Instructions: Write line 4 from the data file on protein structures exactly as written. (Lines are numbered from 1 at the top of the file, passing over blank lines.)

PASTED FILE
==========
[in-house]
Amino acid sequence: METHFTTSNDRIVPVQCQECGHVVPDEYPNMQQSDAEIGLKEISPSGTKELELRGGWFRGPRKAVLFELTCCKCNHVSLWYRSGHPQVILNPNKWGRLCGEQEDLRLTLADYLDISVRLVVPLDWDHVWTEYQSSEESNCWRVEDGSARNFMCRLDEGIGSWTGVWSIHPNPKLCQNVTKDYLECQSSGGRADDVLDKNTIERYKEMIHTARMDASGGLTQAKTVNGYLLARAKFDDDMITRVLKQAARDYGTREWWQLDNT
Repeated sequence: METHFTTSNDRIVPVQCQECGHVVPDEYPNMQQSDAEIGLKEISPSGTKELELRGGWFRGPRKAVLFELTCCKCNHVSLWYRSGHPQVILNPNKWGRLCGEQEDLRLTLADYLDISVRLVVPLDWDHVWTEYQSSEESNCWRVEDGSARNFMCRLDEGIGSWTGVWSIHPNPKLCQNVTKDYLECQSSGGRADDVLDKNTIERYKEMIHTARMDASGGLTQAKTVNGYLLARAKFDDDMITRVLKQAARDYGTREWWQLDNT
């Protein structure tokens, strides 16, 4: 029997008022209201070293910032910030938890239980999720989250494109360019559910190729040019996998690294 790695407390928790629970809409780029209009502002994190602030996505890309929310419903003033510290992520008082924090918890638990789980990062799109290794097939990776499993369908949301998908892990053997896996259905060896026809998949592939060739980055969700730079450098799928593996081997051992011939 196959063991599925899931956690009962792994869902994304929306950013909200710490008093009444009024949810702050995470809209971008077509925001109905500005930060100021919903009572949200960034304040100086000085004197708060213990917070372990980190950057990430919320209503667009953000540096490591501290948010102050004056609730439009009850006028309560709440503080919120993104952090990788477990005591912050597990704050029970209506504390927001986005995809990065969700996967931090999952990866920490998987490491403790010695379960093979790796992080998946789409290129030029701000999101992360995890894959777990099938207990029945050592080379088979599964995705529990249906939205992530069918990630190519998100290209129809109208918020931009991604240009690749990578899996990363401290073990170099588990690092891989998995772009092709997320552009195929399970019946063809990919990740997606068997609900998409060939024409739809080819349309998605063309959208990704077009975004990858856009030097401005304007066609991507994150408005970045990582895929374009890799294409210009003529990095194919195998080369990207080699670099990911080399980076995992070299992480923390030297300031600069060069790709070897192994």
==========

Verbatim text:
């Protein structure tokens, strides 16, 4: 029997008022209201070293910032910030938890239980999720989250494109360019559910190729040019996998690294 790695407390928790629970809409780029209009502002994190602030996505890309929310419903003033510290992520008082924090918890638990789980990062799109290794097939990776499993369908949301998908892990053997896996259905060896026809998949592939060739980055969700730079450098799928593996081997051992011939 196959063991599925899931956690009962792994869902994304929306950013909200710490008093009444009024949810702050995470809209971008077509925001109905500005930060100021919903009572949200960034304040100086000085004197708060213990917070372990980190950057990430919320209503667009953000540096490591501290948010102050004056609730439009009850006028309560709440503080919120993104952090990788477990005591912050597990704050029970209506504390927001986005995809990065969700996967931090999952990866920490998987490491403790010695379960093979790796992080998946789409290129030029701000999101992360995890894959777990099938207990029945050592080379088979599964995705529990249906939205992530069918990630190519998100290209129809109208918020931009991604240009690749990578899996990363401290073990170099588990690092891989998995772009092709997320552009195929399970019946063809990919990740997606068997609900998409060939024409739809080819349309998605063309959208990704077009975004990858856009030097401005304007066609991507994150408005970045990582895929374009890799294409210009003529990095194919195998080369990207080699670099990911080399980076995992070299992480923390030297300031600069060069790709070897192994």